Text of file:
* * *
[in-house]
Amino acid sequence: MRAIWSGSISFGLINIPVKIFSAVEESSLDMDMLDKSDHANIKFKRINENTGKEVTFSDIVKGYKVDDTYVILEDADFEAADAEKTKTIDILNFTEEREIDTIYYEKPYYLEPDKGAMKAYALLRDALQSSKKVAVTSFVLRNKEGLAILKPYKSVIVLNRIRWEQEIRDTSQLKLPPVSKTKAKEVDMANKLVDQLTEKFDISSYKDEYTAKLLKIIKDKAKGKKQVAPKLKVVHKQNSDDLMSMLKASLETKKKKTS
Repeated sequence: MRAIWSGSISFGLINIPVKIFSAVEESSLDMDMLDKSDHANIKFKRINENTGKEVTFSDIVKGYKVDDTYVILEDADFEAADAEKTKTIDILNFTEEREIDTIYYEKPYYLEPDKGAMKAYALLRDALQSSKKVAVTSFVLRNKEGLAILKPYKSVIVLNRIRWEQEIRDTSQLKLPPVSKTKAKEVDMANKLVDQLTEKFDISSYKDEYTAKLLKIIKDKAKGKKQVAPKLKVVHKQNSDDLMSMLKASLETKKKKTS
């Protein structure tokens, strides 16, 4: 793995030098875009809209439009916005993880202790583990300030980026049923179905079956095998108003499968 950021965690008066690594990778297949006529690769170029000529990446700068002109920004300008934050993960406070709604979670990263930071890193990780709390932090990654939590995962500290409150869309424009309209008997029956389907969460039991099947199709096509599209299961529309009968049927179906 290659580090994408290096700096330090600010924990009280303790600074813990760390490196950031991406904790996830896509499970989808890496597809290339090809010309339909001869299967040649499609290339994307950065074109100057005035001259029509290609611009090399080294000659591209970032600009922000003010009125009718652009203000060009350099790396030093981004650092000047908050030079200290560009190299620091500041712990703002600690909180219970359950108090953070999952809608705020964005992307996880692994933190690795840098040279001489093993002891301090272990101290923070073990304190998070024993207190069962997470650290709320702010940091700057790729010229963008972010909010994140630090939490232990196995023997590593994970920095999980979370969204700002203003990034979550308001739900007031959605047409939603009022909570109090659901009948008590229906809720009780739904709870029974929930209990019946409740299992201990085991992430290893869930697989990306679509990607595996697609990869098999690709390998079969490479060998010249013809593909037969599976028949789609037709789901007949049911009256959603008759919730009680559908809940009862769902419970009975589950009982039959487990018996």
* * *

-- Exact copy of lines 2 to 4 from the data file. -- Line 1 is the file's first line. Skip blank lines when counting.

Amino acid sequence: MRAIWSGSISFGLINIPVKIFSAVEESSLDMDMLDKSDHANIKFKRINENTGKEVTFSDIVKGYKVDDTYVILEDADFEAADAEKTKTIDILNFTEEREIDTIYYEKPYYLEPDKGAMKAYALLRDALQSSKKVAVTSFVLRNKEGLAILKPYKSVIVLNRIRWEQEIRDTSQLKLPPVSKTKAKEVDMANKLVDQLTEKFDISSYKDEYTAKLLKIIKDKAKGKKQVAPKLKVVHKQNSDDLMSMLKASLETKKKKTS
Repeated sequence: MRAIWSGSISFGLINIPVKIFSAVEESSLDMDMLDKSDHANIKFKRINENTGKEVTFSDIVKGYKVDDTYVILEDADFEAADAEKTKTIDILNFTEEREIDTIYYEKPYYLEPDKGAMKAYALLRDALQSSKKVAVTSFVLRNKEGLAILKPYKSVIVLNRIRWEQEIRDTSQLKLPPVSKTKAKEVDMANKLVDQLTEKFDISSYKDEYTAKLLKIIKDKAKGKKQVAPKLKVVHKQNSDDLMSMLKASLETKKKKTS
């Protein structure tokens, strides 16, 4: 793995030098875009809209439009916005993880202790583990300030980026049923179905079956095998108003499968 950021965690008066690594990778297949006529690769170029000529990446700068002109920004300008934050993960406070709604979670990263930071890193990780709390932090990654939590995962500290409150869309424009309209008997029956389907969460039991099947199709096509599209299961529309009968049927179906 290659580090994408290096700096330090600010924990009280303790600074813990760390490196950031991406904790996830896509499970989808890496597809290339090809010309339909001869299967040649499609290339994307950065074109100057005035001259029509290609611009090399080294000659591209970032600009922000003010009125009718652009203000060009350099790396030093981004650092000047908050030079200290560009190299620091500041712990703002600690909180219970359950108090953070999952809608705020964005992307996880692994933190690795840098040279001489093993002891301090272990101290923070073990304190998070024993207190069962997470650290709320702010940091700057790729010229963008972010909010994140630090939490232990196995023997590593994970920095999980979370969204700002203003990034979550308001739900007031959605047409939603009022909570109090659901009948008590229906809720009780739904709870029974929930209990019946409740299992201990085991992430290893869930697989990306679509990607595996697609990869098999690709390998079969490479060998010249013809593909037969599976028949789609037709789901007949049911009256959603008759919730009680559908809940009862769902419970009975589950009982039959487990018996």